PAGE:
You Really (really) Need to Read This
Sep 11, 2014
More and more, these days, is the instance where someone will come into the library asking for a book that talks about how to get out of a contract for the sale of a car or a boat or a gym membership. What often happen is that a person entered into the agreement and but failed to read the fine print. What is fine print? A light-hearted Chipotle Mexican Grill offer is a fun read (in 4 point type):
Offer valid only at participating locations, which in this case means all locations. Not to be combined with other offers or somehow cleverly duplicated. Limit one card per visit. Please present this card to the cashier, but don't be surprised when they keep it. Cash value 1/100th of one cent, which is pretty much nothing. This is the fine print, why are you still reading this? Really, this is getting silly, go eat.
Another example? How about radio ads where the last ten seconds are a speed talker who talks so fast no one can possibly understand what they're saying; or ads that state a price for $10 but add the processing and shipping charges and you're paying $35.00; or ads that say you can't lose your home with a reverse mortgage, except in the following cases...
While fine print isn't always small and isn't always obvious, it is most always deceptive (otherwise, why print in such small text?) Of course, all of this brings me to the point of this blog. See, once upon a time a lawsuit was filed again Barnes & Noble Inc (Nguyen v. Barnes & Noble Inc, 2014 DJDAR 11191) which was all about fine print - or the placement of it, anyway. Seems Kevin Nguyen bought a product from Barnes & Noble and subsequently sued them in a class action for deceptive language practices and false advertising. After the case was removed to Federal court, Barnes & Noble said Nguyen had to comply with the arbitration clause located on it's website. The court said yea, we don't think so. Basically, the court said that if you want a consumer to be beholden to a get-out-of-jail type clause, you have to give them adequate notice. Seems the arbitration clause Barnes & Nobel was so proud of was an arbitrary link embedded on it's website. In the industry, it's called Browsewrap and it is hoped that people will click on the link. However, because it was not actually part of the purchase order (and easily/reasonably found), the court said that Mr. Nguyen didn't have actual or constructive notice of the arbitration clause.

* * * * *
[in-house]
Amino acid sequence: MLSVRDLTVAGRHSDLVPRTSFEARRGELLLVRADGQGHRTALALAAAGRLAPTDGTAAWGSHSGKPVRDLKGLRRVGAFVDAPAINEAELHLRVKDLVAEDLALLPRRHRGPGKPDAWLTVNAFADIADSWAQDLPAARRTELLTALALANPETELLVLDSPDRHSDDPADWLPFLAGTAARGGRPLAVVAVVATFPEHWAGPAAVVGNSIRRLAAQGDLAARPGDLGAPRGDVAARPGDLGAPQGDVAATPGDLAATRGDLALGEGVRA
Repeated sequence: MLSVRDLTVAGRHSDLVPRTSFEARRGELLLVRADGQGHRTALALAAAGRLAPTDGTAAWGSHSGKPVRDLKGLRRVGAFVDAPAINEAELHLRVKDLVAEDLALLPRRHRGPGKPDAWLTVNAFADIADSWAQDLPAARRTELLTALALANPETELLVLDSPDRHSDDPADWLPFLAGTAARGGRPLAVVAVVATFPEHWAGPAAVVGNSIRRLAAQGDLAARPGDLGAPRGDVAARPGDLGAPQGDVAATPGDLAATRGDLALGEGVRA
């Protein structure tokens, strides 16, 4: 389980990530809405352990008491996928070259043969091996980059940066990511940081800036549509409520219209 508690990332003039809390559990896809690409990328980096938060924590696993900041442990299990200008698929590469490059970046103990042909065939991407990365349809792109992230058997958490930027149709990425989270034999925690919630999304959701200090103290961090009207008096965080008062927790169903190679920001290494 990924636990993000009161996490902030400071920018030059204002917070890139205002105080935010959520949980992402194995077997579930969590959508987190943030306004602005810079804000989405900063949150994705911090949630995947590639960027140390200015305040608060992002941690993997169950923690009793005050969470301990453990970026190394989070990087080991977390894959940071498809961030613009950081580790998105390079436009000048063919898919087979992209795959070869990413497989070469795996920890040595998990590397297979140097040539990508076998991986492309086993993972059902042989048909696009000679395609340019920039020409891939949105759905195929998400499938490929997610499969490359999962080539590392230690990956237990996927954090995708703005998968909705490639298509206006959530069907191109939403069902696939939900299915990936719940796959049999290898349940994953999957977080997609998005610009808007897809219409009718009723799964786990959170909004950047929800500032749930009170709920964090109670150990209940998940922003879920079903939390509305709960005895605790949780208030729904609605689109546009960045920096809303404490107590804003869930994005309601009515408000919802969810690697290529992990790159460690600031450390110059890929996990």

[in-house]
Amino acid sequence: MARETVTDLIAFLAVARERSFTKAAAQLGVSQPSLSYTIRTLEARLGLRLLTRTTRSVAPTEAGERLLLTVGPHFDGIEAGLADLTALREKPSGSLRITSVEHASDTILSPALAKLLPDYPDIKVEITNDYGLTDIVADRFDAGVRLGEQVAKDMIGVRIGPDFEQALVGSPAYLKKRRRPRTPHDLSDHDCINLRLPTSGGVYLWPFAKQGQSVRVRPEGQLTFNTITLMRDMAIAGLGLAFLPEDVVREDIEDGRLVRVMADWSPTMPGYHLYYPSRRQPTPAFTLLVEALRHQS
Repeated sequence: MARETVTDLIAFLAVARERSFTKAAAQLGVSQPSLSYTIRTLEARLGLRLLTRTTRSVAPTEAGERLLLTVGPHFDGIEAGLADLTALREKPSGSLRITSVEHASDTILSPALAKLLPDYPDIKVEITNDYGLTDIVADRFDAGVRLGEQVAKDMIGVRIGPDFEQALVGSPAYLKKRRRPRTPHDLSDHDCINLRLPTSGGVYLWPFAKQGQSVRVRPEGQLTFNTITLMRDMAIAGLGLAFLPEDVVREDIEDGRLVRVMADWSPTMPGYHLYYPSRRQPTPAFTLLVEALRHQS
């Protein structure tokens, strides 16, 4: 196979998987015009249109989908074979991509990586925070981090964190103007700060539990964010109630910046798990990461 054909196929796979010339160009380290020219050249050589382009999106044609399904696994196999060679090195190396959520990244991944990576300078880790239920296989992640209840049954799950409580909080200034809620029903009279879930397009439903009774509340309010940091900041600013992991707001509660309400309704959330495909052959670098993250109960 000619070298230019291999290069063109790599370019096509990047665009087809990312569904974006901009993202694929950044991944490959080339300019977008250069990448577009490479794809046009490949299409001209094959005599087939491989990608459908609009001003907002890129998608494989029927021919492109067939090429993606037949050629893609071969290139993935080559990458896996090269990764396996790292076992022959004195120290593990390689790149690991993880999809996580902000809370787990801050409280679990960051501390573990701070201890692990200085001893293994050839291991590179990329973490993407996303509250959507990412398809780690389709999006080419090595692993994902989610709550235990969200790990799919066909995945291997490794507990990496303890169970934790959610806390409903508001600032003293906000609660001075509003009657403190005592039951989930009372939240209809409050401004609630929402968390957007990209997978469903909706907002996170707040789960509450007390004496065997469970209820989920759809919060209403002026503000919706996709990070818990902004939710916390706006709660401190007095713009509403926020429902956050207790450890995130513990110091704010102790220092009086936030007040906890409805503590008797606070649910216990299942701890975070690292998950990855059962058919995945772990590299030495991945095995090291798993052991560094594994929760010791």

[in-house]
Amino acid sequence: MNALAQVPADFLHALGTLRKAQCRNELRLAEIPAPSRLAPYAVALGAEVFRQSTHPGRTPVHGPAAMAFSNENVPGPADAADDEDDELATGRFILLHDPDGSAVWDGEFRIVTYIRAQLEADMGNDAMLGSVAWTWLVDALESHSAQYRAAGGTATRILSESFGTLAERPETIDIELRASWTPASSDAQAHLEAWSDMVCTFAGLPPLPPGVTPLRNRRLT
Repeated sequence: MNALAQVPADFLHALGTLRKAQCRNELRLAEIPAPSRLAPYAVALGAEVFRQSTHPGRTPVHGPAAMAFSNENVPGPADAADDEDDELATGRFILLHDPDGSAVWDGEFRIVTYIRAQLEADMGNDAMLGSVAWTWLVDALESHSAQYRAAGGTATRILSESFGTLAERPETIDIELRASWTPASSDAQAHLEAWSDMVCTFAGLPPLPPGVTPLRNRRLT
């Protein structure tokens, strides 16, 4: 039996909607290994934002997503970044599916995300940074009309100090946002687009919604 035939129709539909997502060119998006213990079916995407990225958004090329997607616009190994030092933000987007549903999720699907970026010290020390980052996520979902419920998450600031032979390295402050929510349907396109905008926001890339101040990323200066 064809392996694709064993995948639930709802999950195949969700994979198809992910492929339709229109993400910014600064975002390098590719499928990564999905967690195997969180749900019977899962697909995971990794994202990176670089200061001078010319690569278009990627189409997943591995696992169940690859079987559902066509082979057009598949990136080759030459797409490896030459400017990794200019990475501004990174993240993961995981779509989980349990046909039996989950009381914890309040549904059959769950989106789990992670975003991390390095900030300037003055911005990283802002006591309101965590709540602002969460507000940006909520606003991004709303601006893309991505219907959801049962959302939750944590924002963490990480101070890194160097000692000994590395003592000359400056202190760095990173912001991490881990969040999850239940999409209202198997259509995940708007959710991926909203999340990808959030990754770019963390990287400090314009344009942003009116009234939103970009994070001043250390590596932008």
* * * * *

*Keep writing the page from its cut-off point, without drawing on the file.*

Bottom line - read the fine print. Just because you don't see the fine print doesn't mean it's not there and next time someone buys something from Barnes & Nobel, you can bet they (and every other vendor out in commerce land) will be waiting with baited breath because I'm betting these guys have changed their website. Yeah, I pity the fool who walks into their trap, uh, I mean, uh,...contract. Yeah, that's gonna be a rude awakening.
Bret is a Legal Research & Instructional Services Librarian at our Main Library.